Tropical Fruit Makes for Easy Access
From Starbucks to Panera Bread, Wendy’s to McDonald’s, almost everywhere you go has Wi-Fi available for those who are constantly on the go and in need of an internet hook-up. For those who use a few extra key strokes and mouse clicks to manually connect themselves to this relatively free form of the internet, using Wi-Fi hotspots such as these are no big deal. The others in society who prefer to automatically connect may be in for a bit of a surprise.
Most wireless devices such as laptops, tablets and smartphones have network software that will automatically connect to any access points they remember. Basically, when your laptop is turned on at your favorite coffee shop, the wireless radio will instantly send out requests looking for that coffee shop’s wireless network. Convenient as this may be, this little convenience could potentially leave your computer’s security very threatened; especially if you ignore other low-maintenance security musts.
As quickly as you can search for a Wi-Fi Pineapple on Google, you can just as easily buy one if you have about $100 to spare. Though the name sounds innocuous enough, a Pineapple can be a hacker’s dream toy. Available in standard, pro, and elite versions, the Pineapple has the ability to mask itself as any wireless access point the owner wants it to. When set up as a fake access point, the Pineapple can launch man-in-the-middle attacks which essentially steal passwords and other data. This is obviously problematic if you like to do internet banking or shopping while in a public setting such as this.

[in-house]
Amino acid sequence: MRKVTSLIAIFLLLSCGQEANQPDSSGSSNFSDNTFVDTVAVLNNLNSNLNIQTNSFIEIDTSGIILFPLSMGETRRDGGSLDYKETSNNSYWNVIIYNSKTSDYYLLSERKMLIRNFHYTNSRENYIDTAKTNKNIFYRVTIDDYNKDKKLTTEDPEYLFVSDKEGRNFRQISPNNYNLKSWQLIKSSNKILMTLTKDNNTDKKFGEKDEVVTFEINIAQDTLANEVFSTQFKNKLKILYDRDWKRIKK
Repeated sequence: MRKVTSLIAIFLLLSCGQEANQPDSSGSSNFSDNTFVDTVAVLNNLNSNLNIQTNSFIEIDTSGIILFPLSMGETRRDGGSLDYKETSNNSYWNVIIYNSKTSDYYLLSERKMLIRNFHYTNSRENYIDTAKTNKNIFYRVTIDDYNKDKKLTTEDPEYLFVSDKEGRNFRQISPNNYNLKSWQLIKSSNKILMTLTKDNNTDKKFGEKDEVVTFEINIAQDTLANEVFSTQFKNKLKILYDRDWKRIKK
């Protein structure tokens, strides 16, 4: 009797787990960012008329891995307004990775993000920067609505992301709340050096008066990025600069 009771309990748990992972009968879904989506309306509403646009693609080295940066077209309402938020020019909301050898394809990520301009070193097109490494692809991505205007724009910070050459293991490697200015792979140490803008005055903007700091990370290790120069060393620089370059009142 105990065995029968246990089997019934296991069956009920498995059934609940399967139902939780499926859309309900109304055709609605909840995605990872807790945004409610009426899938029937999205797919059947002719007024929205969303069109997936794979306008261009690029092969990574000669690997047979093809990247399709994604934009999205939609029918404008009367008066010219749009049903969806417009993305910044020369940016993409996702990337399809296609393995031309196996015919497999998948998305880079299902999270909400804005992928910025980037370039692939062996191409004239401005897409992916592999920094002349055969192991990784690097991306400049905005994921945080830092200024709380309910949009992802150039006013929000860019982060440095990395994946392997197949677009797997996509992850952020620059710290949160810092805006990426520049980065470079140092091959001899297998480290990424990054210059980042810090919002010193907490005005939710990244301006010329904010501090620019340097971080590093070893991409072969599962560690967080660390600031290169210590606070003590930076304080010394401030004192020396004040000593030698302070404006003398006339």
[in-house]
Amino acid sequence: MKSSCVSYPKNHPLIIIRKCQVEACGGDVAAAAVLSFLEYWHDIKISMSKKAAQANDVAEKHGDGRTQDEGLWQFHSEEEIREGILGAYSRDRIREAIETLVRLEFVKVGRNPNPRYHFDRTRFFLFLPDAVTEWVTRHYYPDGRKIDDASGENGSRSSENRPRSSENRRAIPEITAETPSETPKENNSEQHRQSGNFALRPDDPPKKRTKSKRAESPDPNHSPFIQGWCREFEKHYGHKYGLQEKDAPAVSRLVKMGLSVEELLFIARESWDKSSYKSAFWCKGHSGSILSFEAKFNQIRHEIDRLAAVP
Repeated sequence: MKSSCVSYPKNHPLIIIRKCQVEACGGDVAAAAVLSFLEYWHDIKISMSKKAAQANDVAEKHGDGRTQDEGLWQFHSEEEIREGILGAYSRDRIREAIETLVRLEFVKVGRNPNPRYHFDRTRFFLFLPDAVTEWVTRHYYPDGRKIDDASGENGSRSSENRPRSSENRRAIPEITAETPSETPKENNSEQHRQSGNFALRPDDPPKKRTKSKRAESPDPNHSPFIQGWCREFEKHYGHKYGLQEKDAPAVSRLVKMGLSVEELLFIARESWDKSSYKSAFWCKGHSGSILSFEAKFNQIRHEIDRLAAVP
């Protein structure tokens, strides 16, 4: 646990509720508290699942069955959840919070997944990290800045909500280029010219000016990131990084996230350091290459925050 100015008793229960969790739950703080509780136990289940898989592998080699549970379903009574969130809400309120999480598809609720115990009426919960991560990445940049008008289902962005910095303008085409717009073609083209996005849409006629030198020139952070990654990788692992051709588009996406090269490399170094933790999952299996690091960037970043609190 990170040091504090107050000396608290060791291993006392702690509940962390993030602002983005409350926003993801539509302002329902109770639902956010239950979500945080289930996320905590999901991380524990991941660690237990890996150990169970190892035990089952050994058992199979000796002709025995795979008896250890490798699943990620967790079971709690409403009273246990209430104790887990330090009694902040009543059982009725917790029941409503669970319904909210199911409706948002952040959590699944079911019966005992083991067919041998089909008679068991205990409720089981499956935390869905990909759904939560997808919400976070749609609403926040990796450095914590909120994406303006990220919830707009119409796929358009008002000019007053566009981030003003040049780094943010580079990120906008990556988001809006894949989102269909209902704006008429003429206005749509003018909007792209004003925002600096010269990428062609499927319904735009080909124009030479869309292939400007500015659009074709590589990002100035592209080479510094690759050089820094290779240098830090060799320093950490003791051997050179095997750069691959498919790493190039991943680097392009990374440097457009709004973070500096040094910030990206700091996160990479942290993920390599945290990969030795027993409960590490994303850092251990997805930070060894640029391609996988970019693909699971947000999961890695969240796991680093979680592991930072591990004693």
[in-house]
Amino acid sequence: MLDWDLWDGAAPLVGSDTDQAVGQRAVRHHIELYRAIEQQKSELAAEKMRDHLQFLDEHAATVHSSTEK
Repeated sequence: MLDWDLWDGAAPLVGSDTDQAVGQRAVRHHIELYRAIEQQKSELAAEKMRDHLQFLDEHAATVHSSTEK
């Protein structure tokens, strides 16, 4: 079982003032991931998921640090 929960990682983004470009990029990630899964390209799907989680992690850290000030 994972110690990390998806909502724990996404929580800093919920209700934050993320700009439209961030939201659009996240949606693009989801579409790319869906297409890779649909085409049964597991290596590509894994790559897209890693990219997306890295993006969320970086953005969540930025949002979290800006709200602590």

The Wi-Fi Pineapple’s inventor, Darren Kitchen, created the device to be used mainly by government and security professionals who do penetration testing on their own computer networks. Sadly, there are always people out there who can ruin a good thing by using it for nefarious purposes – like becoming a professional data thief. Although Kitchen claims to not condone using his invention as a “hotspot honeypot,” he is more than willing to continue developing and selling this item to the public. The most current Wi-Fi Pineapple is on its fourth version.
So how does one protect their passwords and other personal data from hackers who use a Pineapple? One way is to buy a subscription for software like Private WiFi. This software will create a secure connection and run invisibly in the background while your wireless device uses the internet. The best free way to avoid having your wireless device infiltrated is to make sure it’s not set up to automatically connect to the internet. By not allowing your laptop, tablet or smartphone to randomly connect to a saved Wi-Fi hotspot, you will greatly decrease the chances of connecting to a faked wireless access point. Because there is no easy way of telling the difference between the real access point and a masked Pineapple access point, it is best to refrain from online banking and shopping where passwords or credit card information could be easily exploited.
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